Halloween Around the World

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Happy Halloween from your Agents at Willamette Intl Travel!!

Northern Americans have celebrated Halloween in full costumed spirit ever since Irish and Scottish immigrants carried over their traditions in the 19th century. The holiday is said to have its origins with the Celtic festival of Samhain, a time of bonfires, superstitions and deceased relatives. Now people all over the USA and Canada go wild on this night with spooky decorations, costume parties and trick-or-treating.

In the past two decades, American traditions have spread all over the world, so that even countries like Sweden, Saudi Arabia and Japan carve pumpkins and dress up as scary ghosts or witches. But the chilly autumn months of October and November have long been a time for souls crossing over! Here are six festivities around the time of Halloween that aren’t quite all about ghouls and goblins.

  • China observes the festival of Teng Chieh, “the Feast of the Hungry Ghosts,” when spirits are believed to return the Earth in search of food and water. It’s customary to place some food and drink in front of photographs deceased family members, and to light lanterns and bonfires to guide their way.
  • Similarly, Austrians leave bread and water on a table to welcome the dead souls back to earth, whereas in Germany, people hide away their knives so souls don’t harm themselves during their visit to the earthly plain.
  • In Romania and Lithuania, many people place candles on shrines dedicated to their dead relatives, so that the whole cemetery is lit up with candles in snow.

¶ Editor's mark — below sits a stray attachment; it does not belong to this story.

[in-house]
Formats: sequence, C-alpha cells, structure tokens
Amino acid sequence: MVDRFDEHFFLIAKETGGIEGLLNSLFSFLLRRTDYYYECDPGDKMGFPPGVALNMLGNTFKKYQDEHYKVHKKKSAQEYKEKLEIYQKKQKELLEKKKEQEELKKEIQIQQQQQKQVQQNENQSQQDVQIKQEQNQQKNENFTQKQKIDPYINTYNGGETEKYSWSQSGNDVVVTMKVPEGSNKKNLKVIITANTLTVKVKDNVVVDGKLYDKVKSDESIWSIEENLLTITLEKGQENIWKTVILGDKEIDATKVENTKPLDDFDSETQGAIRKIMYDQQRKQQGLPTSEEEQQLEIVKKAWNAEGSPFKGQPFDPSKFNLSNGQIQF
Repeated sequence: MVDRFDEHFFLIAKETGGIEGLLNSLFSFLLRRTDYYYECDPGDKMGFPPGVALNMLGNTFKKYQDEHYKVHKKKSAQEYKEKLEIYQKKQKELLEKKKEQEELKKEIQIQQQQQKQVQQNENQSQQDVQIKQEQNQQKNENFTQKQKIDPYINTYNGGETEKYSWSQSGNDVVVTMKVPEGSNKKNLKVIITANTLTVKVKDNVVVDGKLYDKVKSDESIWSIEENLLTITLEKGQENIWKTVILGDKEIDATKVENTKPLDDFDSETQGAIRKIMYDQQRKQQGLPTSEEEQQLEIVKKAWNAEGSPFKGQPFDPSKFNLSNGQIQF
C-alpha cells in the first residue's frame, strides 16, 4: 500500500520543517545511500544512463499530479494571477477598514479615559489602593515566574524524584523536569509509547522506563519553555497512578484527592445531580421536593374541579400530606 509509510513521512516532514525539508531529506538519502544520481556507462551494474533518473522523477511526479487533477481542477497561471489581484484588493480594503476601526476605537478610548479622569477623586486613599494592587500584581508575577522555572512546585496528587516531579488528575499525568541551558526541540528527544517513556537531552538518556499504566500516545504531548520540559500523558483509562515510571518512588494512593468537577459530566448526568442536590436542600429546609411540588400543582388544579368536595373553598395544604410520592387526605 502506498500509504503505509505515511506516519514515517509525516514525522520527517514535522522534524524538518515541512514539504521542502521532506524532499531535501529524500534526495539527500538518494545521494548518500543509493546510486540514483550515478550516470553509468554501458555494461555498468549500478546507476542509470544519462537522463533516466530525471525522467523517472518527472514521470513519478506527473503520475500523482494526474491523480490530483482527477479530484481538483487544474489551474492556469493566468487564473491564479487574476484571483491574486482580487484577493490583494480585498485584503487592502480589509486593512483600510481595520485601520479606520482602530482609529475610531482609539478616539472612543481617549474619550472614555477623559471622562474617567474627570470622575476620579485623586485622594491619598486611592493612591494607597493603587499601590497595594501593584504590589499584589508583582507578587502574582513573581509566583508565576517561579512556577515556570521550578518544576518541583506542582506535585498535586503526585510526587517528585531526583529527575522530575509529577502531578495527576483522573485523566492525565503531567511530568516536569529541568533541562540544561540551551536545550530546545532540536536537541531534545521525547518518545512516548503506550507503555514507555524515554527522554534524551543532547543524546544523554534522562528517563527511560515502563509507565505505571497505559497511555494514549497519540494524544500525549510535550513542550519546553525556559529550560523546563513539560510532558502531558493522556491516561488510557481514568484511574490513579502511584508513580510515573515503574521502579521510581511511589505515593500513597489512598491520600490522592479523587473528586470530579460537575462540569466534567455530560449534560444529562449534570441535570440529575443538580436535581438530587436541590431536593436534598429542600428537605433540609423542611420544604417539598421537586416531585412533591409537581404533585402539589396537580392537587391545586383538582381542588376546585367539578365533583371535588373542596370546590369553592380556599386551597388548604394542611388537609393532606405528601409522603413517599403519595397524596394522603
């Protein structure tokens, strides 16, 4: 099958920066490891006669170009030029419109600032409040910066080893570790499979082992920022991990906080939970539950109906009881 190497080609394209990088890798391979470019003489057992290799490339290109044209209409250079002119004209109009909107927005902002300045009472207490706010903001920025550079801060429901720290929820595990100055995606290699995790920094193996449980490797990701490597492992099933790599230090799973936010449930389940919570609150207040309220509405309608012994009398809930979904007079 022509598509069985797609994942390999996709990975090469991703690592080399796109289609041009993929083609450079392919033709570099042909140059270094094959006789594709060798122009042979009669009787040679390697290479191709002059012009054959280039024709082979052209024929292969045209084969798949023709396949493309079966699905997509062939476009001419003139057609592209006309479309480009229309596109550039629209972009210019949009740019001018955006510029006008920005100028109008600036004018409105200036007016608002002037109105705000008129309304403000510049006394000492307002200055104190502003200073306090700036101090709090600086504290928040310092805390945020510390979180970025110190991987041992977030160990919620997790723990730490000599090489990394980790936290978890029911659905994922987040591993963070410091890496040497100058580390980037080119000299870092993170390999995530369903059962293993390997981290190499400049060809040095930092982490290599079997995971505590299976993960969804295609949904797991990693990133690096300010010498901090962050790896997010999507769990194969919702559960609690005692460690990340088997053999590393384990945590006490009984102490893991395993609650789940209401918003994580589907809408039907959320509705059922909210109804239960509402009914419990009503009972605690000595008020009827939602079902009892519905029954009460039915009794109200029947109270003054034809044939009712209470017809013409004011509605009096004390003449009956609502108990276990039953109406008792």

• In Mexico, Latin America and Spain, La Dia de los Muertos is a huge festival, with parades, sugared candies, and dancers dressed up as skeletons. Parties and picnics gather at graveyards to commemorate the departed souls.
  • In Sweden, the week-long festival, Alla Helgons Dag, is a time of remembrance. Workers and schoolchildren have a half-day of work and studies. The best place to visit is the Woodland Cemetery in a Stockholm, a UNESCO World Heritage Site, which is decked out in candles all weekend.
  • And finally, to cap off our list is Diwali, a gorgeous Hindu festival celebrated this year on October 30. An evening of lights, candles and lanterns, it’s a time from signifying the victory of light over darkness and knowledge over ignorance.

Are there different Halloween-ish festivals in your heritage or country? Feel free to share with us in the comments!

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